Patient and public involvement managers must distinguish between two sets of people - ordinary members of the community and more expert contributors. Few can be both
Health service managers have had to grapple with successive initiatives on patient and public involvement. Rushed legislation has focused on structures without paying adequate attention to underlying objectives. There are examples of dynamic and successful practice but overall the picture is of muddled and variable implementation.
But if the underlying purpose of involvement was better understood and spelled out, managers would be better equipped to implement current legislation and future policies could be improved.
Current thinking on public involvement assumes it can achieve multiple objectives, including greater accountability, services that are more patient centred and so on. Each of these is desirable in its own right but different objectives need different structures and processes and even different participants. So it is vital to be explicit about the objective of any such initiative - only then can a reasoned strategy for structure, process and recruiting participants be designed.
The academic literature identifies two distinct rationales for public participation. One is that it is a process of representativeness, with the aim of broad-based, more-or-less democratic representation of a public. For the NHS, that public might be the local community, users of a particular service, or members of a foundation trust. The other rationale understands public participation as a process of expertise, seeking to draw on the knowledge, skills and experiences of particular people.
The two are quite different. The first emphasises democratic accountability. It sees participation as a means of better understanding people's needs and wants and participants must be representative of this group, at least in their life circumstances, outlooks and characteristics. They must be "typical" or "ordinary".
An example of this in action is the Principia Health Network, a social enterprise formed by GPs and community healthcare staff in Nottingham "to share skills and resources to provide better local healthcare". Membership is open to anyone registered with the GP practices. Involvement mechanisms include consultations via electronic mailing list and discussion boards and meetings open to all residents.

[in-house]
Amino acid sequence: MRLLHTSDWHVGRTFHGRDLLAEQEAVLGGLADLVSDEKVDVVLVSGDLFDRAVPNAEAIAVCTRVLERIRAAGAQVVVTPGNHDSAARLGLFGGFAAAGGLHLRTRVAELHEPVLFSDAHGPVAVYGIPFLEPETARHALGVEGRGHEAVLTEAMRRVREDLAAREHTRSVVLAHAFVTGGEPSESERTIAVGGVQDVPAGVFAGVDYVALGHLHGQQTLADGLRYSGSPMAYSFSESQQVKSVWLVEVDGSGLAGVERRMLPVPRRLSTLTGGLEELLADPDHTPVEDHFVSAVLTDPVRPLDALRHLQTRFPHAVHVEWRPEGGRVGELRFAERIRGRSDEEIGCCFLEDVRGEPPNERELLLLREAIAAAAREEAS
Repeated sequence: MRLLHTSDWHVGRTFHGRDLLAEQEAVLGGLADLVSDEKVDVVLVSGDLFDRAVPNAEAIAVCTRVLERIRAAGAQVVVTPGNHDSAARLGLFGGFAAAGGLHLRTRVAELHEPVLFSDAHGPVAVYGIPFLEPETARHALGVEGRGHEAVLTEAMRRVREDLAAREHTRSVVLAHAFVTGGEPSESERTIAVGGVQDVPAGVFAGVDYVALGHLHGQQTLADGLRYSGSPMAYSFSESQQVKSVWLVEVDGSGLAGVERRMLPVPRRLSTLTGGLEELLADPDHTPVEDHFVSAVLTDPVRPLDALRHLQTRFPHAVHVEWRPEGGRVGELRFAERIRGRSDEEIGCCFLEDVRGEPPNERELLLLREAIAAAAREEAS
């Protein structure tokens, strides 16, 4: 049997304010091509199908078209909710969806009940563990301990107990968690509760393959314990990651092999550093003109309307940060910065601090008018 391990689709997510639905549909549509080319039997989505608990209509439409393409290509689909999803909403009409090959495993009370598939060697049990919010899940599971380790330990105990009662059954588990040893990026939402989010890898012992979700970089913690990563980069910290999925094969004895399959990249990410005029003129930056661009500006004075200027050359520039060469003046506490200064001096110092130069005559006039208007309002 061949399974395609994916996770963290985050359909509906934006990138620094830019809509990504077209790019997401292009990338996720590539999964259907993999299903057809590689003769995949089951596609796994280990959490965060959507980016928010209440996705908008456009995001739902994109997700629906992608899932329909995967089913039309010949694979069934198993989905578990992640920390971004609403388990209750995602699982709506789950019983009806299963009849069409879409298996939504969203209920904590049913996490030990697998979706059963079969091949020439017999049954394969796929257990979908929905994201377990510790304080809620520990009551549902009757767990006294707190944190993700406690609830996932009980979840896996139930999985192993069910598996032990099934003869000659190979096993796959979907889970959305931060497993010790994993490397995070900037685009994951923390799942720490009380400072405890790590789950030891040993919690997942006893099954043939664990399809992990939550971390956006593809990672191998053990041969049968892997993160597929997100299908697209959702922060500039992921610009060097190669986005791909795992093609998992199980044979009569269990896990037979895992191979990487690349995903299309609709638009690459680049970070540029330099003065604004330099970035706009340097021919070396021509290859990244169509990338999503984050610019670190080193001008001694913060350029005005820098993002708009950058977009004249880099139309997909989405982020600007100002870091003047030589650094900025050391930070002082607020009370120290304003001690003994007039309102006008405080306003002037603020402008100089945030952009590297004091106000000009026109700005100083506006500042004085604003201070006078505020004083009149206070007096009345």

The second, expertise based, concept requires rather different participants; those who have a more proactive, knowledge based contribution to make on account of their professional or personal skills, or particular experience of a service.
Know your public
The Choice project at the former Dartford, Gravesham and Swanley primary care trust (now part of West Kent PCT) has an explicitly knowledge based aim, bringing users and carers into contact with practitioners to "explore service improvements and education programmes that can benefit people with osteoporosis". This led to the development of audits, screening and assessment tools, information leaflets and publicity events.
Sometimes involvement can meet both objectives. Representatives of a wider population may also make knowledge based contributions. But the different rationales require different recruitment methods.
Current NHS policies allude to both, without attending to the potential contradictions. For example, recent Department of Health guidance (Strengthening Accountability: involving patients and the public) emphasises the need for "a representative cross-section of people, community groups and key stakeholders [to] have been involved from an early stage". Elsewhere in the same document representativeness is played down; instead the need is to draw on "knowledge, experience… and considered and informed opinions".
Local improvement network policy is similarly clouded. Our Health, Our Care, Our Say calls for informed patients and user groups to help improve commissioning, while expecting such involvement to result in a "collective voice" and "a view of health and social care in the round" that is representative of the local community.
We suggest managers involved in public involvement need to take two steps. First, distinguish between representative and knowledge based participation. Second, consciously opt for one or the other.
The NHS Centre for Involvement and Involve, which is funded by the National Institute for Health Research, both suggest a customised approach. But guidance documents produced by these bodies and others would be strengthened if they spelled out the different scenarios and their different implications. Policy makers need to be explicit about which rationale is to be emphasised.